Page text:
IEEE Member Mike M. Mekhiche was named vice president of engineering at Ocean Power Technologies, a renewable-energy company specializing in generating electric power from ocean waves, in Pennington, N.J.
He is responsible for the company’s engineering and advanced technology development, including work on the next generation of the PowerBuoy system, which extracts energy produced by waves. Previously, he was director of power and energy management at BAE Systems, a defense, security, and aerospace company in Johnson City, N.Y.
Senior Member Ali Minai received the U.S. National Science Foundation’s Integrated NSF Support Promoting Interdisciplinary Research and Education (INSPIRE) grant.
He is a professor of electrical and computer engineering at the University of Cincinnati. The US $1 million grant will be used for a research project entitled “The Hunting of the Spark: A Systematic Study of Natural Creativity in Human Networks.” Minai and his team of researchers at the school plan to create computational models of various regions of the brain in order to understand the cognitive and social factors that underlie creativity in individuals and groups, including their activities on social networks.
Member Victor Zue received the 2012 Okawa Prize, which recognizes “pioneering and outstanding contributions to speech science and conversational spoken-language systems.” Presented annually by the Okawa Foundation for Information and Telecommunications, Tokyo, the award honors individuals who have made outstanding contributions to research, technological development, and business in the foundation’s fields of interest. The Okawa Foundation’s mission is to promote and seek developments in these fields through awards and research grants.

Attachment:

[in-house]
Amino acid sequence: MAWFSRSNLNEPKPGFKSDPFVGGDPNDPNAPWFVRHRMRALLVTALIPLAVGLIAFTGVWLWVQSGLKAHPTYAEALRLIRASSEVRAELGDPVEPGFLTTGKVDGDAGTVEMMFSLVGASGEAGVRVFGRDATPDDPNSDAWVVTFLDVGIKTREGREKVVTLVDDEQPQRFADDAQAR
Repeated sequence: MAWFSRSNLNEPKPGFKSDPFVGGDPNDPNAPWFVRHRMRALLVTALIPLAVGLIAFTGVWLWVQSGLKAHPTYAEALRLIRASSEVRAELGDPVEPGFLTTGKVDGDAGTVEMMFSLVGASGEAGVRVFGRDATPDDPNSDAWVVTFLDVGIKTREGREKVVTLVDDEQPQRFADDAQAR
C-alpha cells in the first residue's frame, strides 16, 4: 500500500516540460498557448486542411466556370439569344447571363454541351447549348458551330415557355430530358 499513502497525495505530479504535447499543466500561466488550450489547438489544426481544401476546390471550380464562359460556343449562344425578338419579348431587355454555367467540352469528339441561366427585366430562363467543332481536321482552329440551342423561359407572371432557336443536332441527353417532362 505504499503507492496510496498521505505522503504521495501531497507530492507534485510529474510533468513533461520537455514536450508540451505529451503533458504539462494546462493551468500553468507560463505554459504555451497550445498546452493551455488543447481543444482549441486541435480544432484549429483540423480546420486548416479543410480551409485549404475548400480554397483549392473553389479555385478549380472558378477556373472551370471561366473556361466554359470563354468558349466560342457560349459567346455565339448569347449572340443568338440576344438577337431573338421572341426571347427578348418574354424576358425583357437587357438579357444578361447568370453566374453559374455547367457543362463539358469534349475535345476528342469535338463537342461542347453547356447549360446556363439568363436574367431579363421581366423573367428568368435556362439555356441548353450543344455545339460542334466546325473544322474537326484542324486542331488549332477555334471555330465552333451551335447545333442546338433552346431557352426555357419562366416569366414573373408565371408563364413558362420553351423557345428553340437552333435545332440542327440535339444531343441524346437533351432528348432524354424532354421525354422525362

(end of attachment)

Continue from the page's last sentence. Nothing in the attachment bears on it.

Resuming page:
Zue is a professor of electrical engineering and computer science at MIT.
From 1989 to 2001, he led the university’s Spoken Language Systems Group, which developed several new human-machine interfaces. His research focuses on technology that makes it easier for humans and computers to communicate using speech.
Zue is a member of the IEEE Signal Processing Society.
The following IEEE Fellows were recognized by IEEE societies.
Govind Agrawal received the IEEE Photonics Society’s 2012 Quantum Electronics Award. He was honored for “sustained contributions to fiber-optic telecommunications technology through innovative research and authorship of numerous widely respected books in the field.”
Agrawal is a professor of optics and physics at the University of Rochester, in New York. His research interests include quantum electronics, nonlinear optics, and laser physics. He has authored several books, including Nonlinear Fiber Optics (Elsevier, 2013) and Fiber-Optic Communication Systems (Wiley, 2010).
Prasad Enjeti received the IEEE Power Electronics Society’s 2012 R. David Middlebrook Technological Achievement Award for outstanding technical contributions to power electronics.
A professor of electrical engineering at Texas A&M University, in College Station, Enjeti is the lead researcher in the university’s Fuel Cell Power Systems Laboratory. His work focuses on power electronics, power quality, and clean-power utility interface issues.
Laxmikant “Sanjay” Kale shared the IEEE Computer Society’s 2012 Sidney Fernbach Award with Klaus Schulten, a colleague at the University of Illinois, Urbana-Champaign. The award recognizes outstanding contributions in the application of high-performance computers using innovative approaches. The two were honored for “the development of widely used parallel software for large biomolecular systems simulation.”
Kale is a professor of computer science and director of the Parallel Programming Laboratory at the University of Illinois, Urbana-Champaign. His work focuses on increasing performance and productivity of parallel computing using adaptive runtime systems, dynamic load balancing, fault tolerance, and power management. He helped develop Charm++, a parallel object-oriented programming language based on C++.